* Sterling, shares and bonds fall; banks brace for Scotland
* Britain scrambles to offer more powers to Scots
* Unionist campaign criticised as negative and complacent
* Nationalists claim momentum ahead of Sept. 18 vote
(Adds rising cost of insuring bank debt, investor comment)
By Guy Faulconbridge and Angus MacSwan
LONDON/EDINBURGH, Sept 8 British financial
markets tumbled on Monday after an opinion poll showed for the
first time this year that Scots may vote for independence in a
referendum next week, breaking up the United Kingdom.
The survey prompted concern bordering on panic among
Britain's ruling elite, with Prime Minister David Cameron's
Conservative-led government promising proposals this week to
grant Scotland greater autonomy if it stays.
Cameron's job would be on the line if Scots vote on Sept. 18
to secede, less than eight months before a national election
planned for May. His spokesman said on Monday the government was
not making contingency plans for the possibility of Scottish
Sterling fell more than 1 percent - its biggest one-day drop
in 13 months - to $1.6141, long-dated government bonds
tumbled and 3.5 billion pounds ($5.7 billion) was wiped off the
market value of six London-listed companies with large exposure
"Be afraid, be very afraid," Deutsche Bank analysts said in
one of a flurry of notes by banks to investors outlining the
risks to the U.K. economy and European unity of Scottish
Unionists played down the market moves. Alistair Darling, a
former finance minister who leads the unionist 'Better Together'
campaign said it was natural in the run-up to a vote. "For as
long as there's uncertainty, you will get a bit of jitteriness
in the system," he told reporters in Edinburgh.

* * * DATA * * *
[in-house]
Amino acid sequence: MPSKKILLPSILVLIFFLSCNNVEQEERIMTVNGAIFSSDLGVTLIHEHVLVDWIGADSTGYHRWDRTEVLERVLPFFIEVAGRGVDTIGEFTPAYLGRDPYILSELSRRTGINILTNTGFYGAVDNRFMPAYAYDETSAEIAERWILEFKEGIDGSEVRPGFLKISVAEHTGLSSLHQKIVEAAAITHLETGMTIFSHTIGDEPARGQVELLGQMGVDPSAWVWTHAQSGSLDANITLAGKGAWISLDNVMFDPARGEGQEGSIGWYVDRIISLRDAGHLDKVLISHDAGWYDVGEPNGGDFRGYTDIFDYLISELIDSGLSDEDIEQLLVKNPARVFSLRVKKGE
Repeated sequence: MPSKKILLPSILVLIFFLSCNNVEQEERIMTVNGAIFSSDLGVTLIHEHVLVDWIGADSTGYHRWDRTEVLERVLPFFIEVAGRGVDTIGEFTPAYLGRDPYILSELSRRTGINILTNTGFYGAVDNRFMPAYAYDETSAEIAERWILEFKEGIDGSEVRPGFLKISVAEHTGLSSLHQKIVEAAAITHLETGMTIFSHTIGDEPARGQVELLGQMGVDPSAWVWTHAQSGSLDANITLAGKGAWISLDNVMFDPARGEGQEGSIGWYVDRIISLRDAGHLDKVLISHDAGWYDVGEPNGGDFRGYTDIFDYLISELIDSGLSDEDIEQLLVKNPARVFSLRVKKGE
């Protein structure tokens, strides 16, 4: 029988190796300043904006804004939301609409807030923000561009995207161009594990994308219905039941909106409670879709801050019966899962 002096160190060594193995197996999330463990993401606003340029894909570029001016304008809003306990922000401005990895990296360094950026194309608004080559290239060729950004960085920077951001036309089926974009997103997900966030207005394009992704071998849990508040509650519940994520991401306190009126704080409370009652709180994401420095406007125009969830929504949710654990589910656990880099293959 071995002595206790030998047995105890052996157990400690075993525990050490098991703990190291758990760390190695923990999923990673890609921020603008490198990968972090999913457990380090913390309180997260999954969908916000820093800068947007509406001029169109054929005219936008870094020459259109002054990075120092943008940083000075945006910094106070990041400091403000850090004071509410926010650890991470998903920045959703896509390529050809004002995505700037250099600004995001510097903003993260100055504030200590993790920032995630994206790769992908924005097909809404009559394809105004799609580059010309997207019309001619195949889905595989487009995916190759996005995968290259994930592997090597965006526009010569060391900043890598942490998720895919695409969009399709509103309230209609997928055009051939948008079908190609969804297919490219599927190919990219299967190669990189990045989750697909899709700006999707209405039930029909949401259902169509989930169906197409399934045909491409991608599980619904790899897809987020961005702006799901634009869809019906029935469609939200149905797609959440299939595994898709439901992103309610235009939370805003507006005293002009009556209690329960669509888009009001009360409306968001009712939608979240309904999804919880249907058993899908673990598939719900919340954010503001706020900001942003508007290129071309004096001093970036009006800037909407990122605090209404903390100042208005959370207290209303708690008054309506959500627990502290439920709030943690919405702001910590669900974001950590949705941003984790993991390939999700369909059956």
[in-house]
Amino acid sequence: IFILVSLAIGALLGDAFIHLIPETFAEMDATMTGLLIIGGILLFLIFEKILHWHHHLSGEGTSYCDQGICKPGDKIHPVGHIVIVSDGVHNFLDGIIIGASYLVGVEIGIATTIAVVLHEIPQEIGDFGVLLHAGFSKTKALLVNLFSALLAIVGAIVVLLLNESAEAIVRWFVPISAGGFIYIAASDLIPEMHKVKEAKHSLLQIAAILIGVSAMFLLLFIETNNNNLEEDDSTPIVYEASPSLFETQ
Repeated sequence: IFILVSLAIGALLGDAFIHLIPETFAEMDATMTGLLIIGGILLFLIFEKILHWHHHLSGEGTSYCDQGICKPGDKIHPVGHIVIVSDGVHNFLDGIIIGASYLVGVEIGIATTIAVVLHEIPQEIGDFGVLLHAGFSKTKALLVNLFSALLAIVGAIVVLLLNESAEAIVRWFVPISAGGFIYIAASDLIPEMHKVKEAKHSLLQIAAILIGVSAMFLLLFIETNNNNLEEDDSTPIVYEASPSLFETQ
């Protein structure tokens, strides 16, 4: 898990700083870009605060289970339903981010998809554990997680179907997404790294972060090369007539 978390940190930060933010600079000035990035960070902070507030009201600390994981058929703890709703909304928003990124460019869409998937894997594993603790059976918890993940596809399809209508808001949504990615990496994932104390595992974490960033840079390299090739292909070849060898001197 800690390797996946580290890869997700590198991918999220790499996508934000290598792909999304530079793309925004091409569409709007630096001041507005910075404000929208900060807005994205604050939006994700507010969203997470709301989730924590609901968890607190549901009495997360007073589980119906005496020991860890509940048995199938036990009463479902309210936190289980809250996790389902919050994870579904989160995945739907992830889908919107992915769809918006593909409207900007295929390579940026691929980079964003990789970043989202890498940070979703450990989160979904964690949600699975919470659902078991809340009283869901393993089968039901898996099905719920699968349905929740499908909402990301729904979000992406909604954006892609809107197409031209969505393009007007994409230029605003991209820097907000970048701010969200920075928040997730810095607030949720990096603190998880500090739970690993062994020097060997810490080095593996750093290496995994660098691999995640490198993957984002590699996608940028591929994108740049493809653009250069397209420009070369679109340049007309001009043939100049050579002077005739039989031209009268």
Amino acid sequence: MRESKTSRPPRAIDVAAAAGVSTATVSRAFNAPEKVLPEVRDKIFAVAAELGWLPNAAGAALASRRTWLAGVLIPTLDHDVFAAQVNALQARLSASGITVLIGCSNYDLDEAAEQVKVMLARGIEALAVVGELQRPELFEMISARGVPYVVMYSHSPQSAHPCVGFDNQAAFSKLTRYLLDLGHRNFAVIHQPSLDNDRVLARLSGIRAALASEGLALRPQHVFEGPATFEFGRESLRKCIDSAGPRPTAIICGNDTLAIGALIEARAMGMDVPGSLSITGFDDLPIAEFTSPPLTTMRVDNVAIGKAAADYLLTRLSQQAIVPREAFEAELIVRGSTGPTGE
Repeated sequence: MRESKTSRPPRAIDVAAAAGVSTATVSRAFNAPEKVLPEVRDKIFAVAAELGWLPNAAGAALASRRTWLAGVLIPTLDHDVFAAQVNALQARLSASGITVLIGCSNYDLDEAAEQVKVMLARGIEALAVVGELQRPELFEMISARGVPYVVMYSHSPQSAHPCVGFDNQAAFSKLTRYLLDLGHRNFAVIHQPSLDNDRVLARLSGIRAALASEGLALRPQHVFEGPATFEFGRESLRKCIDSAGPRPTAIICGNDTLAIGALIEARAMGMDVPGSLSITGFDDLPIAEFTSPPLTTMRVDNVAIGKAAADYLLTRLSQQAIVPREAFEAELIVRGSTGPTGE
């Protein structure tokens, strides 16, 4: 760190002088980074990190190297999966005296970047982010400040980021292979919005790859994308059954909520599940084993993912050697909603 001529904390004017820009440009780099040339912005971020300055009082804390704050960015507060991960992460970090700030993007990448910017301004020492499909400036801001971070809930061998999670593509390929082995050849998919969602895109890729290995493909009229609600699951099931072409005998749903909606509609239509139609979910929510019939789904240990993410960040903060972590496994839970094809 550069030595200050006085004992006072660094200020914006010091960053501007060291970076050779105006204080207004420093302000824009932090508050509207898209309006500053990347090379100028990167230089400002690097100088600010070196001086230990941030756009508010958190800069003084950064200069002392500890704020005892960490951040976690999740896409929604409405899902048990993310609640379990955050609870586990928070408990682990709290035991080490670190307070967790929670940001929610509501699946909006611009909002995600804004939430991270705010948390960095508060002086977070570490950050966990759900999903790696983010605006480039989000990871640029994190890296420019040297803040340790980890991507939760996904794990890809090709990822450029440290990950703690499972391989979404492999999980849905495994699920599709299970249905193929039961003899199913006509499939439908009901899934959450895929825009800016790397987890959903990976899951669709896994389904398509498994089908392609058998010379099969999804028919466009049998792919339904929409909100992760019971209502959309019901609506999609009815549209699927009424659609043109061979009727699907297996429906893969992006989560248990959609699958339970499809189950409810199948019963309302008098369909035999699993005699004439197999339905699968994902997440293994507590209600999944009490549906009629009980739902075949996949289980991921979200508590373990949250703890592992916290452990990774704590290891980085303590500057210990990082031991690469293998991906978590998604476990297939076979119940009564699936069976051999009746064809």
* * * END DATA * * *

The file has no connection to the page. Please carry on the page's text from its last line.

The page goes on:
After months of polls showing nationalists heading for
defeat, the survey by the respected YouGov pollster raised the
real prospect that secessionists could achieve their goal of
breaking the 307-year-old union with England.
Polls indicate Scots have been irked by a perceived scare
campaign by unionists while pro-independence Scottish First
Minister Alex Salmond appeared stronger than Darling in a
television debate on Aug 25. The next poll, a TNS opinion survey
on Scotland is due to be published at 2301 GMT.
If Scotland voted to leave the United Kingdom, Cameron would
face calls to quit before the general election, while the
opposition Labour party's chances of gaining a majority could be
scuppered if it lost its 40 Scottish lawmakers.
Cameron, who visited Queen Elizabeth in Scotland on Sunday,
has insisted he will not resign. British media quoted a palace
source as saying the monarch was concerned and had asked for
daily updates on the situation.
A vote for independence by Scotland's 4 million voters would
be followed by negotiations with London on what to do about the
pound, the $2.1 trillion national debt, North Sea oil and the
future of Britain's nuclear submarine base in Scotland ahead of
independence pencilled in for March 24, 2016.
With less than two weeks to go before the Sept. 18 vote, the
poll put the "Yes" to independence campaign on 51 percent
against "no" camp on 49 percent, excluding undecided voters,
overturning a 22-point lead for the unionist campaign in just a
month, the Sunday Times said.
Less than 12 hours after the poll was released, Britain's
second most powerful man promised on national television that
plans would be set out to give Scotland more autonomy on tax,
spending and welfare if Scots vote against independence.
"You will see in the next few days a plan of action to give
more powers to Scotland," finance minister George Osborne said.
It was unclear if Osborne was promising additional powers or
a discussion of devolution that Britain's political parties have
long been offering Scotland if it votes to stay in the union.
But the comments were cast as panic by Scottish First